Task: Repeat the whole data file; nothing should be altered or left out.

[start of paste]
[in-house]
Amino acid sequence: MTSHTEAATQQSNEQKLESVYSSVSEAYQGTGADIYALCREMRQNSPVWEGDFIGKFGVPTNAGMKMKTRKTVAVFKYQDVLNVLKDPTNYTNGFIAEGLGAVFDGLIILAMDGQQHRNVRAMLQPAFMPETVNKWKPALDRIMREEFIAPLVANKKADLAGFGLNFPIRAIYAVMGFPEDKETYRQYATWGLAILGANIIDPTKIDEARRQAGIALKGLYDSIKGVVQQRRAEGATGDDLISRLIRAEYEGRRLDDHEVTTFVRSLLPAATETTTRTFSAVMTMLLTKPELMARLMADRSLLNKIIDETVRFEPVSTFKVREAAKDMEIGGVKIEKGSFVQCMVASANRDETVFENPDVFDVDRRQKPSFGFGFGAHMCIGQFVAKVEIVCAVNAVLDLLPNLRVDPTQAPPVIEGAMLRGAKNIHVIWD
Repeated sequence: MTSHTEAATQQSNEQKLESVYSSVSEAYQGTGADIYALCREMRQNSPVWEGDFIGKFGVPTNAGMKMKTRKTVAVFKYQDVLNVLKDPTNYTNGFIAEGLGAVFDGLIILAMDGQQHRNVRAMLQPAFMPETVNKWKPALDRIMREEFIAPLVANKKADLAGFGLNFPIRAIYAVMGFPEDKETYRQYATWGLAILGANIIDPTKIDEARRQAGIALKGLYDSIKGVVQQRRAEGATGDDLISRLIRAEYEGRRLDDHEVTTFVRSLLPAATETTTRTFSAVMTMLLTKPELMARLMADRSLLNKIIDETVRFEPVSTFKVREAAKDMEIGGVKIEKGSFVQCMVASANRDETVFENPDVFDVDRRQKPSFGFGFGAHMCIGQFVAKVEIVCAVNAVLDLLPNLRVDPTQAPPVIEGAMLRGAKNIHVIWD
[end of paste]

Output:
[in-house]
Amino acid sequence: MTSHTEAATQQSNEQKLESVYSSVSEAYQGTGADIYALCREMRQNSPVWEGDFIGKFGVPTNAGMKMKTRKTVAVFKYQDVLNVLKDPTNYTNGFIAEGLGAVFDGLIILAMDGQQHRNVRAMLQPAFMPETVNKWKPALDRIMREEFIAPLVANKKADLAGFGLNFPIRAIYAVMGFPEDKETYRQYATWGLAILGANIIDPTKIDEARRQAGIALKGLYDSIKGVVQQRRAEGATGDDLISRLIRAEYEGRRLDDHEVTTFVRSLLPAATETTTRTFSAVMTMLLTKPELMARLMADRSLLNKIIDETVRFEPVSTFKVREAAKDMEIGGVKIEKGSFVQCMVASANRDETVFENPDVFDVDRRQKPSFGFGFGAHMCIGQFVAKVEIVCAVNAVLDLLPNLRVDPTQAPPVIEGAMLRGAKNIHVIWD
Repeated sequence: MTSHTEAATQQSNEQKLESVYSSVSEAYQGTGADIYALCREMRQNSPVWEGDFIGKFGVPTNAGMKMKTRKTVAVFKYQDVLNVLKDPTNYTNGFIAEGLGAVFDGLIILAMDGQQHRNVRAMLQPAFMPETVNKWKPALDRIMREEFIAPLVANKKADLAGFGLNFPIRAIYAVMGFPEDKETYRQYATWGLAILGANIIDPTKIDEARRQAGIALKGLYDSIKGVVQQRRAEGATGDDLISRLIRAEYEGRRLDDHEVTTFVRSLLPAATETTTRTFSAVMTMLLTKPELMARLMADRSLLNKIIDETVRFEPVSTFKVREAAKDMEIGGVKIEKGSFVQCMVASANRDETVFENPDVFDVDRRQKPSFGFGFGAHMCIGQFVAKVEIVCAVNAVLDLLPNLRVDPTQAPPVIEGAMLRGAKNIHVIWD